'Possibly an age of peace will coincide with the time when algae are the major source of food'

I'm back from Melbourne!

Our used-book acquisitions this time include the marvelous The Grubbag by Ita JONES, reportedly a collection of Jones's columns for the Liberation News Service in the late '60s. (We found it in Books for Cooks on Gertrude Street. Highly recommended store.)

Jaded Gen Xers that we are, we saw Grubbag first as a goof, but it turns out to be a truly great read—the kind of cookbook that makes you both keep and eat a chicken, to eat a bright-red tomato right there on the spot. And I do mean red. Here's Jones on breakfast:

And so the day began to open. Jennifer, with her fine blond hair standing out around her like a halo, began some jasmine tea as I dropped spoonfuls of the potato mixture into the pan. Two huge grapefruits fell into halves and yielded to a soft pile of brown sugar, and several eggs of different shades of white and gray pulled jewel-like bubbles in around them.

By seven o'clock the eggs were soft-boiled, the tea fragrantly waiting, the grapefruit radiant and the potato pancakes crisp and warm. The radio played softly. The huge paper was spread out. In the cold rain a Mexican family walked up and down the alley searching for pop bottles.

Never forget the Revolution.

Observations on rice:

Rice has been the backbone of Asia for a very long time. The longest continuous civilization in the history of man thrived, and still does, on rice. The only country to drive into frustration and desperation the most powerful imperialist force in the world thrives on rice.

Rice grows silently on hilltops which reflect the sky between the long, thin reeds and pass into the plants the indestructibility of clouds, which nothing can disperse and keep from reestablishing...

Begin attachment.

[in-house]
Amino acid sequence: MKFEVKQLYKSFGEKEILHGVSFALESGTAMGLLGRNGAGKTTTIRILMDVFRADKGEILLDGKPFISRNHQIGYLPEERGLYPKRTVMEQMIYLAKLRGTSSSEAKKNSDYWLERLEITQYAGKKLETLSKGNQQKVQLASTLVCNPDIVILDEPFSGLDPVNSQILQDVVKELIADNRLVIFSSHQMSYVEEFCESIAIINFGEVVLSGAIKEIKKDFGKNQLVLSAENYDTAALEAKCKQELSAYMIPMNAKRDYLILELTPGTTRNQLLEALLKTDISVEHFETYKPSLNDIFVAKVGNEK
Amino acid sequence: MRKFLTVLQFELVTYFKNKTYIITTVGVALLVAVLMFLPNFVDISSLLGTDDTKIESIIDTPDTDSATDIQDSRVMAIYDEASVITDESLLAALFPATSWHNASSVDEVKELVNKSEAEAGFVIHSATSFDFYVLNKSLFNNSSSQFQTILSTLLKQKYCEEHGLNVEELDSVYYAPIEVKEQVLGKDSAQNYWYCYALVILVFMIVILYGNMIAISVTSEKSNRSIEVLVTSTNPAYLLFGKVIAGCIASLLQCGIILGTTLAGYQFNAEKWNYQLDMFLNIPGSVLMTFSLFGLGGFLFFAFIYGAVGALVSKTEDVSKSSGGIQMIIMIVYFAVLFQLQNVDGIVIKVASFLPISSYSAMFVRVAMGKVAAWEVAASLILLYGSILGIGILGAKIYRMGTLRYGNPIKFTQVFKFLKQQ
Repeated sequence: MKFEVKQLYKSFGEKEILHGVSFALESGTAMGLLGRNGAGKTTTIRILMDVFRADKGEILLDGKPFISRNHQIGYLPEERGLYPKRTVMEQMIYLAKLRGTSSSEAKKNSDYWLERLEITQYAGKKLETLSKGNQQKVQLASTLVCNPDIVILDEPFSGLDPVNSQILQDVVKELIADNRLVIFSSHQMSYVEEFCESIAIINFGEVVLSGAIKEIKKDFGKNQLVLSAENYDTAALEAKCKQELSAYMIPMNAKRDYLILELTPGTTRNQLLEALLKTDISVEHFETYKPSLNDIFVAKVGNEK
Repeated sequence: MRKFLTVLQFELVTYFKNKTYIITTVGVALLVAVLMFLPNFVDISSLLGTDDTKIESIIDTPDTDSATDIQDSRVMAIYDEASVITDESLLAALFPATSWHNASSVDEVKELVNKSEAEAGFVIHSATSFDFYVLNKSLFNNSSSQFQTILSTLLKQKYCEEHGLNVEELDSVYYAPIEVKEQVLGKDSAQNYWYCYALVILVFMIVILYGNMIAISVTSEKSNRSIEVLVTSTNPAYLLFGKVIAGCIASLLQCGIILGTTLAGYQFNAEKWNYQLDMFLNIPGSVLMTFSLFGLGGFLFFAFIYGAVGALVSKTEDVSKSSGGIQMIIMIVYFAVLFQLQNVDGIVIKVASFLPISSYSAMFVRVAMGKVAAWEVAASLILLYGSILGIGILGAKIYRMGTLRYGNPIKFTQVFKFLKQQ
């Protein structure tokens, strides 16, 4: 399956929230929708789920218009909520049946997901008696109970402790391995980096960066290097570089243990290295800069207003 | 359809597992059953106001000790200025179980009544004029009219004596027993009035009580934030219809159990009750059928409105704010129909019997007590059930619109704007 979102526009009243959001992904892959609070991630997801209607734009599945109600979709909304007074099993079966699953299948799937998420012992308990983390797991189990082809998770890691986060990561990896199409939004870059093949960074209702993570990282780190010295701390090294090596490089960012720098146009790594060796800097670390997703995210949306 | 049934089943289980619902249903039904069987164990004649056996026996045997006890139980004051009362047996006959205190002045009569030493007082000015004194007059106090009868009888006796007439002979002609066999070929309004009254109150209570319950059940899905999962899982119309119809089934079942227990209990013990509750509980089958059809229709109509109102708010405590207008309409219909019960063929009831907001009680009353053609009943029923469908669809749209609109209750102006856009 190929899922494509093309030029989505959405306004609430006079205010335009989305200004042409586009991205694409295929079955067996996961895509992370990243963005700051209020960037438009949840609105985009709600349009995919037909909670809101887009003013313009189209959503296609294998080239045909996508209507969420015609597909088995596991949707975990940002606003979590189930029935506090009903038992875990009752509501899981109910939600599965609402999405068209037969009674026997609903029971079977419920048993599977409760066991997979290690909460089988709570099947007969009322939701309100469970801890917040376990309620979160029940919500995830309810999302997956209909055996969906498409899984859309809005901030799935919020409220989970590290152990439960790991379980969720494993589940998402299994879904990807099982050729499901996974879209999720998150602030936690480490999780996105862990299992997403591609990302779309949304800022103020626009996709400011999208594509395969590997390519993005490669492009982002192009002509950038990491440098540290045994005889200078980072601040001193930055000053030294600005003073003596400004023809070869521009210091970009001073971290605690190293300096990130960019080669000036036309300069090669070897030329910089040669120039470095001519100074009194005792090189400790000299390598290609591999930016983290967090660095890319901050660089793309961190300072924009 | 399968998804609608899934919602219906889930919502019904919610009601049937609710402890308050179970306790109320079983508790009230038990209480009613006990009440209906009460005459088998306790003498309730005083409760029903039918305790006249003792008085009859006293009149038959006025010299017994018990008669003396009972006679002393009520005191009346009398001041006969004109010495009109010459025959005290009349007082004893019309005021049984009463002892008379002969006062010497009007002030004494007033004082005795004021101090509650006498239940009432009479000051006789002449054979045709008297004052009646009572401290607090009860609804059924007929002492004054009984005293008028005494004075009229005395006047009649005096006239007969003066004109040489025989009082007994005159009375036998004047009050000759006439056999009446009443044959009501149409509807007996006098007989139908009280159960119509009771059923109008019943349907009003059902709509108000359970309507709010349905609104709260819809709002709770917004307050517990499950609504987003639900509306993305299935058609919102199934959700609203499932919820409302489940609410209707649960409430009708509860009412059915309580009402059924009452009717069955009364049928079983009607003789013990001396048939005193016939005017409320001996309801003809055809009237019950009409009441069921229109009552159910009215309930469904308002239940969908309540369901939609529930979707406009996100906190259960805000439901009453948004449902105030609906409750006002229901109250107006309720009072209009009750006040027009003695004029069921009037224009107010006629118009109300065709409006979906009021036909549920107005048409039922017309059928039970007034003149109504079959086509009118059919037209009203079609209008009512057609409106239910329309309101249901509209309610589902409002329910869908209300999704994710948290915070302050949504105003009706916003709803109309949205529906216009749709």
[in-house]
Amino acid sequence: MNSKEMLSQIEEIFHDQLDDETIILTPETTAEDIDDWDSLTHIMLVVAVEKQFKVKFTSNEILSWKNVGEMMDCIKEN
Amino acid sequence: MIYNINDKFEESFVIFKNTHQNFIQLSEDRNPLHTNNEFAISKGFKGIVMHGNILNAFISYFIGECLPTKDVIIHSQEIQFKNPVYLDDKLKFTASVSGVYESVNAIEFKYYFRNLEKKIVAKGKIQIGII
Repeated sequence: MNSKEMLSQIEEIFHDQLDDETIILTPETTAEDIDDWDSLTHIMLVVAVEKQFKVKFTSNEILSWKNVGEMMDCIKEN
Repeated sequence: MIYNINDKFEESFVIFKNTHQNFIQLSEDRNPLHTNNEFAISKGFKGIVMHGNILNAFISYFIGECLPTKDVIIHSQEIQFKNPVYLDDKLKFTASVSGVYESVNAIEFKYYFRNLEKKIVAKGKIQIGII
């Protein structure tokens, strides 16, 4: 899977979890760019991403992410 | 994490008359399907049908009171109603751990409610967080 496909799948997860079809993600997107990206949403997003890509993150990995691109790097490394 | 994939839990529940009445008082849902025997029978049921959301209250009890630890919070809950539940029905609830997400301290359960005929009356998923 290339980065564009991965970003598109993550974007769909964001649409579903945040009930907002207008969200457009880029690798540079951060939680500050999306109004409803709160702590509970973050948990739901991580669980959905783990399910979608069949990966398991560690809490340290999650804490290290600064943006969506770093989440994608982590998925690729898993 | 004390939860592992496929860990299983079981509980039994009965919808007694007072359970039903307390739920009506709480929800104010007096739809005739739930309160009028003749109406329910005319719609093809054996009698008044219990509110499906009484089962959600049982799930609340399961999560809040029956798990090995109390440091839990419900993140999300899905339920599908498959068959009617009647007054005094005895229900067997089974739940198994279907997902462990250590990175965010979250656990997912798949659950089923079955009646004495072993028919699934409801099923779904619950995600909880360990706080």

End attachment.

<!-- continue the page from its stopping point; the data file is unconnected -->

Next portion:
And here is an actual recipe, for Russian mushroom soup ("whatever we may think of Russia's collusion with the imperialists, that country's fresh mushroom soup is really good"):

  1. Sauté 2 medium onions, chopped, in 2 tsbp. butter.
  2. Add ½ lb. fresh mushrooms (including stems), trimmed and sliced, a bit more butter, and continue to sauté another 10 minutes over a low heat. As much as a half stick of butter may eventually be used.
  3. Place the onions and mushrooms in a large pot. Add 5 tbsp. barley, salt and pepper to taste (keep tasting now and then to check this), 3 fist-sized raw potatoes, diced, and 3 cups water. Cover and simmer the soup 45 minutes. More water can be added now and then.

    Up to this point everything can be done the night before, in which case you do Step 4 just before you plan to eat the soup. If you're cooking to eat it now and the 45 minutes have fragrantly passed:
  4. Add 3½ cups milk (which your body has probably been needing) and very, very slowly heat the soup, stirring constantly, just to the brink of boiling. A bit more or less milk can be used, depending on how you like the consistency of soup. Serve it sprinkled with freshly snipped parsley.

Popularity factor: 3


"Ita JONES"?




How is Melbourne keeping these days?
*hugs* Okaeri.

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